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Barossa chaff business fuels Asia's racing industry


The Nitschke family in South Australia simply couldn’t give a fig about sorting the wheat from the chaff.

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Because for the past century the chaff has been far more valuable to them.

In that decidedly Germanic tradition of South Australia's Barossa Valley, Frederick Wilhelm Nitschke bought himself a small 100ha block there in 1912.

But with his new Greenock farm came a chaff mill, rather than the de rigueur grapevines, and a family business was born.

Herr Nitschke would be hard put recognising the old operation today, however.

When he started out, his chaff was only good for customers within reach of a horse and dray. And he had men hacking a swathe through the fields with good old Sunshine binders cutting sheaves which were hand stacked into stooks and left for weeks to be sun dried (or longer depending on rain).

Today Nitschke Chaff goes all over the country – and to Asia. And is almost exclusively for the horse racing industry.

A delivery service which has been fast-tracked by the installation of a US-made state-of-the-art robotic packing machine.

Matthew Nitschke, who now runs the family business, says the big advantage of the robotic system is its precise plastic-wrap baling – 585mm x 390mm and 345mm high.

But the new technology was not without its teething problems. The plastic wrap caused a lot of sweating issues.

“Particularly when we might have been wrapping on a 12C day in SA and then delivering to Darwin and 90 per cent humidity or Malaysia, Singapore and Macau where we had the same problem,” he says.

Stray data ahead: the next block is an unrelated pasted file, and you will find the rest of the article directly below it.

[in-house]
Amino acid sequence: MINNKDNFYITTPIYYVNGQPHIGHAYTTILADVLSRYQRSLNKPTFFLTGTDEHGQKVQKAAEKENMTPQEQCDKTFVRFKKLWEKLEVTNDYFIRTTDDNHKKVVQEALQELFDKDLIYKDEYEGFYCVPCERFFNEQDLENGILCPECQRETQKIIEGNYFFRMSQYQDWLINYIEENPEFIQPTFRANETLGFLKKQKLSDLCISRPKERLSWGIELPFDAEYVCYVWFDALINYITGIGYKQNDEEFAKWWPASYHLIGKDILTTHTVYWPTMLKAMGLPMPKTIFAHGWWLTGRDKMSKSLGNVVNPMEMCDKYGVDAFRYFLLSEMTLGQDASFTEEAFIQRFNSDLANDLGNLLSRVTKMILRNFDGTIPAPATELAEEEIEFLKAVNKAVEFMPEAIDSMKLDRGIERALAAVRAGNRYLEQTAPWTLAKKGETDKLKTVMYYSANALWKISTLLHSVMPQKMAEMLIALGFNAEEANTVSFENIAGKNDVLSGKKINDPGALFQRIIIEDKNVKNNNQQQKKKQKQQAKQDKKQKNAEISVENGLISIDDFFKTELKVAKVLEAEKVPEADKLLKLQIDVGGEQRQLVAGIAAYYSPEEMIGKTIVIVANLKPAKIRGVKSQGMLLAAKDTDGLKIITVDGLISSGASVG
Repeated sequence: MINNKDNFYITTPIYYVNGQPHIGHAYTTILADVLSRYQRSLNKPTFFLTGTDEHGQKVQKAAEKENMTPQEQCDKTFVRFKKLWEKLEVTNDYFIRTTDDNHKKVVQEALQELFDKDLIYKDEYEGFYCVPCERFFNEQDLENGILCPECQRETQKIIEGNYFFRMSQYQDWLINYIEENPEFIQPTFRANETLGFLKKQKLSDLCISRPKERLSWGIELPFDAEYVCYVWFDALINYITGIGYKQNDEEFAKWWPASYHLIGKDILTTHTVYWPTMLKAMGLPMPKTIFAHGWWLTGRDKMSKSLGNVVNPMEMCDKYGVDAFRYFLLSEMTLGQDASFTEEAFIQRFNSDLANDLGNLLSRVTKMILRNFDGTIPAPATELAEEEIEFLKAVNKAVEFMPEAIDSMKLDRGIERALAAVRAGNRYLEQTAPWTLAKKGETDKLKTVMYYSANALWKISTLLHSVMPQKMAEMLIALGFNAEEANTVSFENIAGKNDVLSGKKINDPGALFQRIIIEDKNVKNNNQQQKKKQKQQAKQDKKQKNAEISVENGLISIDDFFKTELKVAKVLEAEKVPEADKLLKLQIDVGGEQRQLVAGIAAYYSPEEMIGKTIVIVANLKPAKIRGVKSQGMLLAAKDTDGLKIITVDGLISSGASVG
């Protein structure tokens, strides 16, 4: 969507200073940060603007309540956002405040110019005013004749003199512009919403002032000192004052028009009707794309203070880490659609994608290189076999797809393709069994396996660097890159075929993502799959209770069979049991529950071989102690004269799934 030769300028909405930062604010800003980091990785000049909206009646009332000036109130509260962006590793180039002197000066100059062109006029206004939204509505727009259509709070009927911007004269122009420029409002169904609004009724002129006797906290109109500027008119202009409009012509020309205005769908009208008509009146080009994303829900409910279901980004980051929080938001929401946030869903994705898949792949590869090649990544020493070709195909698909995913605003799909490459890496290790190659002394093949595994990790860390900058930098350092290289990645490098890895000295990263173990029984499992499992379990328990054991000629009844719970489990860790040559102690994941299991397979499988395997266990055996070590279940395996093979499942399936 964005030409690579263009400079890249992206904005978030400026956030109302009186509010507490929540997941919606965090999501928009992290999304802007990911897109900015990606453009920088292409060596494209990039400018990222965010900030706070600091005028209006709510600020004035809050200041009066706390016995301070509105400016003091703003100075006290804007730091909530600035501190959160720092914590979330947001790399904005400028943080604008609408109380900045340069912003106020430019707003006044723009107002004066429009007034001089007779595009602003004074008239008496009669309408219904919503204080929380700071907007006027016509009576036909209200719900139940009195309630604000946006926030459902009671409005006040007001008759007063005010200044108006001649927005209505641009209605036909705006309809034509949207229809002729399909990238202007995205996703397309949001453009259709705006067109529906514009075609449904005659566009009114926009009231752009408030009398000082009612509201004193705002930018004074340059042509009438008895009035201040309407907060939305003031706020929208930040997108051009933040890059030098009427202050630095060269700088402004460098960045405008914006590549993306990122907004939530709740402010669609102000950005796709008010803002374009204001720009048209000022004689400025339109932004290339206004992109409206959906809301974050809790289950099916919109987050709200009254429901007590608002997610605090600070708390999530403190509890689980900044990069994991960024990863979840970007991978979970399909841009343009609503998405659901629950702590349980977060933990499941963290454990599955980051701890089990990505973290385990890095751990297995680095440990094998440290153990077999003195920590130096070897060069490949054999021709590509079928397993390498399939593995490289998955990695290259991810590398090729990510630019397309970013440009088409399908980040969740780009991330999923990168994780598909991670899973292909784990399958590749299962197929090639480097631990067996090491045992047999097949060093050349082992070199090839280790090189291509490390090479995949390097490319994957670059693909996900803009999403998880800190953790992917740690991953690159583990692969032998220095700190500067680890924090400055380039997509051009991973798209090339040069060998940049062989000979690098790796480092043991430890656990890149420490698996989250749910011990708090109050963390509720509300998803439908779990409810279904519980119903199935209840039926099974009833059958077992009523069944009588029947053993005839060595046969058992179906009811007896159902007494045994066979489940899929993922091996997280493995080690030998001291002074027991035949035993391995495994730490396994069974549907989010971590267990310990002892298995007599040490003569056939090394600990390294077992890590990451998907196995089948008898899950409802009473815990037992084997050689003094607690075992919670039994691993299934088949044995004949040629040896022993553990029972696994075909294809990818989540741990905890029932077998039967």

“We solved it by perforating the wrap to create breathing holes.

“The big advantage of the new system is the consistency which increased the volume we could deliver by truck or shipping container.

“Much better than the old nylon bag system although some of our more traditional customers still ask for those.”

But when your own fleet of trucks is heading to places as far flung as Cairns, Darwin and the Atherton Tableland every other week, every cubic centimetre of space counts.

Particularly when your customers include the likes of John Singleton and the Magic Millions in Brisbane.

“With the new system I get 42 cubes to the pallet, and at 40 pallets to the tonne we should get 22 tonnes on the truck,” Matthew says.

“This kind of production will also let us go after new markets because we will be able to work more successfully with commercial transporters if we can guarantee and size and weight for every trip,” he says.

“We sell to every mainland state except WA – nothing gets in there although they are happy to sell to the rest of the country.

“Our chaff also goes to Asia and we are targeting more markets there with big horse racing industries, such as Hong Kong.”

The South Australian chaff industry has had to be innovative and mobile because Matthew says local demand has been steadily drying up in tandem with falling numbers of race meetings.

The formula to his in-demand chaff is still a family secret.

“I can't say too much, it is a bit like Colonel Sanders and his secret herbs and spices,” Nitschke says. “But if you keep the stalk straight going into the cutter you produce a more consistent size.”

Moisture is maintained at around 14-16 per cent after being super steamed at 200C which Nitschke says “toughens it up” so stalks are not brittle and don't smash in the cutter.

Although the robotic machine cut out two jobs, but those employees couldn't wait for the day. His mother and father, he says, had had enough and were more than happy to be replaced by a robot – or anyone else who wanted to take on the role.

“Mum's 68 and Dad's 73 now, and he has been working in the business most of his life,” Nitschke says.

“But they needn't think they are getting right out of it, I am sure I will still need them from time to time,” he says. “To find parts or run fuel around. There is always something to be done and never enough people to do it.”

This is a Creative Commons story from The Lead South Australia, a news service providing stories about innovation in South Australia. Please feel free to use the story in any form of media. The story sources are linked in with the copy and all contacts are willing to talk further about the story. Copied to Clipboard

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